Qi of Xia
Qi the Chinese Emperor
|Parent(s)||Yu the Great|
Qi's father, Yu the Great, also the founder of the Xia dynasty, married Nu Jiao and had Qi. Qi was not to be the next Emperor but due to public pressure Qi was chosen as Yu's successor, starting the dynastic tradition. Later Qi had a son named Tài Kāng who also became the next Emperor.
Yu died 45 years into his reign. After Qi's rule, Qi's son Tai Kang succeeded him as Emperor.
According to the historian Sima Qian, Yu did not want his son to become Emperor and intended to give the throne to Gao Yao, his Minister of Justice, but when Gao died Yu designated as his heir Yi (also known as Boyi), his former companion for thirteen years fighting the flood and his current Minister of Animal Husbandry. But due to Yu's great influence, all the leaders of the Xia states came to admire Qi instead of Yi, so Yi had no choice but to pass up the throne to Qi at the end of three years of mourning for Yu.
The Bamboo Annals also mention that Yu appointed Yi as his successor, but mention nothing of Yi's reigning, stating only that Yu's son Qi took the throne of Xia after the 3 years of mourning for Yu. It relates that Boyi (Yi or Yih) died in Qi's 6th year and that Qi "appointed a sacrifice for him". However, in a footnote, translator James Legge observes: "This account does not agree with the account of the death of Yih, which is often attributed to the Annals, and which was no doubt in some of the Bamboo Books; viz. that 'Yih was aiming at the throne, and K'e [Qi] put him to death'."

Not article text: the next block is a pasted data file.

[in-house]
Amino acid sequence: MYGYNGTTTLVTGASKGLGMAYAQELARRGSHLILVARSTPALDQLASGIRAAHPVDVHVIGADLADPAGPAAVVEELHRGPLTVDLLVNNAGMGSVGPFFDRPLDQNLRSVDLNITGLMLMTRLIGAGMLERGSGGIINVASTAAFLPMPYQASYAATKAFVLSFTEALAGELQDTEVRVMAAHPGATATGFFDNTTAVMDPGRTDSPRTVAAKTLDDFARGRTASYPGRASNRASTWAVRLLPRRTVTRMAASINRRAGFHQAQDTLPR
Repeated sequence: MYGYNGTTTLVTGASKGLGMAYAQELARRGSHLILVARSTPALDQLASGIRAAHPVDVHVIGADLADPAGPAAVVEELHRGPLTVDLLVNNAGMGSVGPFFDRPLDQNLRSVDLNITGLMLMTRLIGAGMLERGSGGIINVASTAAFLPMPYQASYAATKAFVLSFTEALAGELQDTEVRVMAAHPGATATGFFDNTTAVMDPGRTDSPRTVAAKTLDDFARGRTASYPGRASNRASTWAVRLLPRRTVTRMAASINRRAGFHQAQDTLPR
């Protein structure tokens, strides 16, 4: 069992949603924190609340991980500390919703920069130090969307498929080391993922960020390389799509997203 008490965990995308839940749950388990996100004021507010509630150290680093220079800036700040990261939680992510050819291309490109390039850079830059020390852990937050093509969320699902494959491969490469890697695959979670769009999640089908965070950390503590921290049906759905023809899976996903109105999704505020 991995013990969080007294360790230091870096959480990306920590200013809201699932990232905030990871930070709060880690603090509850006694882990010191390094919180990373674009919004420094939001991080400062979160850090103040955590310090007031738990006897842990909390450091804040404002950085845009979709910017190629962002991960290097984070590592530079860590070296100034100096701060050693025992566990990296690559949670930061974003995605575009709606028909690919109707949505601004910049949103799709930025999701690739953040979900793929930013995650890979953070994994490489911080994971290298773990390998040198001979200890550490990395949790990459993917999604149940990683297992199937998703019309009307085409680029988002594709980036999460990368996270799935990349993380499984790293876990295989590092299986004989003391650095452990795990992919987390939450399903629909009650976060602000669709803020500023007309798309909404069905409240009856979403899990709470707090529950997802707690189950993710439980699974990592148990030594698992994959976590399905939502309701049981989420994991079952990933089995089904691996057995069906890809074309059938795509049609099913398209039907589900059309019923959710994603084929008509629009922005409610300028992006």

Events during his reignEdit
The Bamboo Annals record the following events for Qi's reign:
- In his first year, he held great feasts in both the former capital, and his new one.
- In the second year, Boyi "left the court and went to his state". Qi led his army to fight the rebellious prince of Hu County at the Battle of Gan (background of the "Speech at Gan" chapter in the Shang shu).
- In the sixth year, Boyi died, and Qi "appointed a sacrifice" to memorialize him.
- In the eighth year of his reign, Qi sent Mengtu, one of his ministers to Ba 'to preside over litigations'.
- In the tenth year, he "made a tour of inspection, and celebrated a complete service of Shun's music" in Damu. Some sources may add that he created a dance named Nine Shao (see Jiu Ge).
- In his 11th year, Qi banished his youngest son Wuguan 'beyond the western Ho', i.e., to Xihe.
- In the 15th year, Wuguan led a rebellion on the western Ho. Qi sent one of his ministers, Shou to lead an army to punish Wuguan, when Wuguan surrendered.
Qi of Xia
Yu the Great
| Emperor of China
ca. 2146–2117 BC